CPT832 - Theories and Principles of Sustainable Development

SchoolCardiff School of Planning and Geography
Department CodeCPLAN0
Module CodeCPT832
External Subject CodeK450
Number of Credits20
LevelL7
Language of DeliveryEnglish
Module Leader Dr Andrew Flynn
SemesterAutumn Semester
Academic Year2013/4

Outline Description of Module

The purpose of this module is to provide a theoretical base from which to analyse sustainable development.  It does so by examining differing theoretical and practical uses of the terms sustainability and sustainable development. The module is organised around three themes. The first theme provides an analysis of the contested nature of sustainable development. The second theme reviews key actors and ideas that contribute to sustainability debates. The third theme examines selected strategies by which more sustainable societies might emerge. It then goes on to analyse key issues in the governance of sustainable development.

On completion of the module a student should be able to

 

How the module will be delivered

The module will be delivered by a combination of:

Lectures

Seminars

Directed reading

Lectures and seminars are supplemented by Powerpoint presentations (slides are copied and made available) and handouts. Key readings that are used in teaching sessions will be available in Learning Central before the session in which they are to be discussed. During seminars you may be required to lead or contribute to a debate/discussion.

Teaching will take place in time slots of up to @6 hours over 4 days. These will blend together lectures and seminars.

Skills that will be practised and developed

 Academic/subject-specific skills

Students will be expected to demonstrate skills of critical analysis through an ability to:

 Transferable/employability skills

Students will practice and develop the following:

How the module will be assessed

Critical Review Essay (35%)
Conference Poster (35%)
Presentation (30%)

Formative - Analysing key readings

 

Assessment Breakdown

Type % Title Duration(hrs) Period Week
Written Assessment 35
Critical Review Essay
N/A 1 N/A
Written Assessment 35
Conference Poster
N/A 1 N/A
Written Assessment 30
Presentation
N/A 1 N/A

Syllabus content

Theme 1 Sustainable Development: core meanings and contestations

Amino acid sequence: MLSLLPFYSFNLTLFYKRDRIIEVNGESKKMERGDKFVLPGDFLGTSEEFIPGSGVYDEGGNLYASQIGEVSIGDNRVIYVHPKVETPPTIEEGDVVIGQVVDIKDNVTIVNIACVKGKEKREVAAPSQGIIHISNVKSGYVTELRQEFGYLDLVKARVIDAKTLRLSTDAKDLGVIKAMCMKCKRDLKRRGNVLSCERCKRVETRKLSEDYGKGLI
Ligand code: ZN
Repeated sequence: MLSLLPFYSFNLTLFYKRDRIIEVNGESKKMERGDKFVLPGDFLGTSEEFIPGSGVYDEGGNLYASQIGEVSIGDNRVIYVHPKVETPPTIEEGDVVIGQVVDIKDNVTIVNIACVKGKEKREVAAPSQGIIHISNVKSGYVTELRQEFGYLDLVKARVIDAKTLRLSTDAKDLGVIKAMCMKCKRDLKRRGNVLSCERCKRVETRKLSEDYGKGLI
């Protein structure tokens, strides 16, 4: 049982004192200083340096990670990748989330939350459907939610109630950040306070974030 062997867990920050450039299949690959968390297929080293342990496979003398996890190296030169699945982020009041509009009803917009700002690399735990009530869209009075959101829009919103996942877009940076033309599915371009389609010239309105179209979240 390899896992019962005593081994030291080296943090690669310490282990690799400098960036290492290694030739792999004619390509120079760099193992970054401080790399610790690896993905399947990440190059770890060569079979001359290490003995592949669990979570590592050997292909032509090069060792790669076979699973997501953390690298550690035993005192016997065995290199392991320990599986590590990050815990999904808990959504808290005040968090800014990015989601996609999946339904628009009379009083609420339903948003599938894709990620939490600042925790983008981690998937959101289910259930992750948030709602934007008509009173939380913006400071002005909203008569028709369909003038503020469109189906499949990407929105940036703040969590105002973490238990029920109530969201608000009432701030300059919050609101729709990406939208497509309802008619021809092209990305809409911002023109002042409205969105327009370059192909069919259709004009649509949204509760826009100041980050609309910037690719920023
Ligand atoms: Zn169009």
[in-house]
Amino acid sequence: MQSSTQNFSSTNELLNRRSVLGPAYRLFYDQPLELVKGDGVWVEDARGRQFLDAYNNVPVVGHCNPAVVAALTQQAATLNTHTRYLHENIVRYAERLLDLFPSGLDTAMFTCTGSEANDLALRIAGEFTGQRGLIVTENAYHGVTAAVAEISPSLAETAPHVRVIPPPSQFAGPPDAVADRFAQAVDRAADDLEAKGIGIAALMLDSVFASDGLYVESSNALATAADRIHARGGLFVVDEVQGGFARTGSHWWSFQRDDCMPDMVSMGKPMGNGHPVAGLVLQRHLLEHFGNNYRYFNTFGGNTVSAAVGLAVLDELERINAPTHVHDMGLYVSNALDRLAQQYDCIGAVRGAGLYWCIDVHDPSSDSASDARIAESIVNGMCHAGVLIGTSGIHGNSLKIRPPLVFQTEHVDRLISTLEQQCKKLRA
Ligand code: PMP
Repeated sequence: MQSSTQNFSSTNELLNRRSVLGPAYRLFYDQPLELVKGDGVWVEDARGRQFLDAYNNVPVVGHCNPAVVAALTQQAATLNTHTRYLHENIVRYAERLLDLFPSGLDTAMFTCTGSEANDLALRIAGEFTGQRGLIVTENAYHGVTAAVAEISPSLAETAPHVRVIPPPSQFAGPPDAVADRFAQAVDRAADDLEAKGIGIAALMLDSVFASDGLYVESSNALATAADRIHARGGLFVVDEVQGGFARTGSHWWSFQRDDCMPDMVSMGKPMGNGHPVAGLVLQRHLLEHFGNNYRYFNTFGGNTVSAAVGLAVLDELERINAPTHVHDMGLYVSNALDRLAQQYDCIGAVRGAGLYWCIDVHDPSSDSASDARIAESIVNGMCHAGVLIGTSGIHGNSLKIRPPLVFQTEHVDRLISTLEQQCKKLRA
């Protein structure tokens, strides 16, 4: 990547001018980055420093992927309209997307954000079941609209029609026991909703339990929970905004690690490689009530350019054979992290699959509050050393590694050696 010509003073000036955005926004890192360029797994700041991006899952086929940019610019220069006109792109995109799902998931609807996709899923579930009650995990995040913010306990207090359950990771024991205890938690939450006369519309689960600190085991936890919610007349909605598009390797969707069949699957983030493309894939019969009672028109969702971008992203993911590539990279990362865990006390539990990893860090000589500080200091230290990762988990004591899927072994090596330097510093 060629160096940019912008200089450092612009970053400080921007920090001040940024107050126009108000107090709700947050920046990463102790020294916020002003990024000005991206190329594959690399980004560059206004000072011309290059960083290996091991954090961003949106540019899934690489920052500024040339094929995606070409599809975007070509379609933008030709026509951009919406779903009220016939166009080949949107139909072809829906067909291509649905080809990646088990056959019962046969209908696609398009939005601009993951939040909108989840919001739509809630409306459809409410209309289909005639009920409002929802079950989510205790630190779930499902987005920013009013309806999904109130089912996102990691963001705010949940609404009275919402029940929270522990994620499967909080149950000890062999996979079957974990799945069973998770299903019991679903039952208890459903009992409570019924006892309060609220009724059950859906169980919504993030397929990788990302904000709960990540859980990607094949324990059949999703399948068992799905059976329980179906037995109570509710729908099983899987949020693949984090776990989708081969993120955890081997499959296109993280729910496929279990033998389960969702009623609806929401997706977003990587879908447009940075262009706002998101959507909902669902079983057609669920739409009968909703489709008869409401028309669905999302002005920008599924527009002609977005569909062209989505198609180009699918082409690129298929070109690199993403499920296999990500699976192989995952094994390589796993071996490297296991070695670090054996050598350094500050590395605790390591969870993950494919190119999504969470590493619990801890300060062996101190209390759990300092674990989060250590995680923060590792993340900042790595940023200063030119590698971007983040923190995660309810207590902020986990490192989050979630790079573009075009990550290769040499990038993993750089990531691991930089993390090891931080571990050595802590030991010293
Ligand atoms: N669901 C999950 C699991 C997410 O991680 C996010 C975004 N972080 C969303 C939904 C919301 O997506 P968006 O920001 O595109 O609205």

Introduction to the module: How development became unsustainable

Seminar:Sustainability Science

Sustainable development: Genealogy, contestation the practical value of a contested concept

Seminar: Sustainability and Cities 

Theme 2: Ideas

Seminar: Sustainable consumption

Seminar: Utopianism and sustainable development

Seminar: Nature, culture and science

Preparation for assessed work 1 (critical review essay)

Environmental ethics: intra and inter-generational issues

Anthropocentrism Vs Ecocentrism: the role of deep ecology

Seminar: self-positioning on sustainable development 

Theme 3: Sustainable development: Strategies

Bioregionalism: an introduction

Seminar: guided reading on Bioregionalism

Seminar: Transition towns

Preparation for assessed work 2 (conference poster and presentation)

Economics and the environment

Seminar: Weak and strong sustainable development

Environmental democracy or participatory managerialism? The ‘carrying’ of SD

Seminar:The participatory challenge; (re)positioning on sustainable development

Essential Reading and Resource List

Callenbach, E. (1978) Ecotopia, London: Pluto Press. 

Carter N (2007) The Politics of the Environment, (2nd edn),Cambridge University Press 

Hediger W (1999) Reconciling ``weak'' and ``strong'' sustainability, International Journal of Social Economics, Vol. 26 No. 7/8/9, 1999, pp. 1120-1143 

Lahsen M (2005) Technocracy, Democracy, and U.S. Climate Politics: The Need for Demarcations, Science, Technology, & Human Values, Vol. 30 No. 1, Winter 2005 137-169 

Rose S, A Town Called Eco: What notions of sustainable development do the government’s proposed eco-towns embody? CSERGE Working Paper EDM 09-05 

Shove E (2010) Beyond the ABC: climate change policy and theories of social change, Environment and Planning A 2010, volume 42, pages 1273 - 1285

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